U.S. Cellular: Why We Turned Down iPhone
NEW YORK -- U.S. Cellular Corp., the country's sixth-largest cellphone company, on Friday said it had the opportunity to carry the iPhone but turned it down because the phone is too expensive.
It's the first U.S. carrier to acknowledge turning down the phone.
Consumers pay $200 for the base model of the iPhone 4S, but Apple charges carriers about $600 for it. Carriers count on making their money back in service fees over the life of the contract.
U.S. Cellular CEO Mary Dillon told analysts on an earnings conference call Friday that "the terms were unacceptable from a risk and profitability standpoint." She didn't provide any details, but said the added load the iPhone could have placed on its data network was not a big consideration.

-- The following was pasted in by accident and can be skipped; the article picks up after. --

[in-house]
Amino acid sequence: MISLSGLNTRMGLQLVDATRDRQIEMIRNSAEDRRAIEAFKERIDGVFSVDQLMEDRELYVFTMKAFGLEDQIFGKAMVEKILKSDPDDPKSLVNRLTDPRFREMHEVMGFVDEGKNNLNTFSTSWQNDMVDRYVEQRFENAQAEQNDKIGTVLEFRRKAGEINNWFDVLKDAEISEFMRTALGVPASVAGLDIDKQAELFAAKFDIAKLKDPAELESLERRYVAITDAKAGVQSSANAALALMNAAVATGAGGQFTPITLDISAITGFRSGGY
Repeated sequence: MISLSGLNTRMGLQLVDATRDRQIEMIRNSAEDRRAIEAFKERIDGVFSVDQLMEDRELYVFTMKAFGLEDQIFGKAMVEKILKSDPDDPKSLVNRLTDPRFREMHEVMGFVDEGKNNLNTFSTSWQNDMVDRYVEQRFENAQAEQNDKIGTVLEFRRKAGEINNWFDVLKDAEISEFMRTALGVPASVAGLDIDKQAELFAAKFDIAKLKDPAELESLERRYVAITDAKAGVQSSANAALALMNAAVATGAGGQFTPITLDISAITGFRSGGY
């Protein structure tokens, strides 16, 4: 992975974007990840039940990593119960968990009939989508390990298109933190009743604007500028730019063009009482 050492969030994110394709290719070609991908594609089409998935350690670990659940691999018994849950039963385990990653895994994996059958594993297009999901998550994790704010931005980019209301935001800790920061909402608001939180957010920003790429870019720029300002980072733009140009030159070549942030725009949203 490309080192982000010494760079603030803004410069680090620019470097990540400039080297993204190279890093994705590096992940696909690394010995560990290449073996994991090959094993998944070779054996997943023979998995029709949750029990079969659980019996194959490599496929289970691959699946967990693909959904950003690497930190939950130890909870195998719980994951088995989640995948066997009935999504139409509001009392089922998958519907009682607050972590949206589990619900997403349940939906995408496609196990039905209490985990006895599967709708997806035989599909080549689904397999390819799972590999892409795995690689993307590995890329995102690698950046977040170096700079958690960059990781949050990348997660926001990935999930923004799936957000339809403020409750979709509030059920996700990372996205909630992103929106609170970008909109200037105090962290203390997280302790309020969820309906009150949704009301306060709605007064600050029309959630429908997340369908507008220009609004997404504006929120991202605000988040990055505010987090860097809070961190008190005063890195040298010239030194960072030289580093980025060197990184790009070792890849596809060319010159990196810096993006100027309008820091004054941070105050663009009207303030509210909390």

Chicago-based U.S. Cellular has 5.9 million subscribers, a number that has been shrinking slowly over the past two and a half years. Only a quarter of its subscribers on contract-based plans have smartphones, compared with half at AT&T Inc.
Carriers see the ability to sell the iPhone as a crucial competitive advantage, though its high price means it's not an easy path to profits. Sprint started selling the phone last month and has said it will take two years for it to pay off.
AT&T was the exclusive U.S. carrier for Apple Inc.'s phone for three and a half years, until Verizon Wireless got it in February. Now, tiny Mississippi-based carrier C Spire Wireless is set to add it too.
T-Mobile USA, the fourth-largest carrier, has a data network that isn't compatible with the iPhone.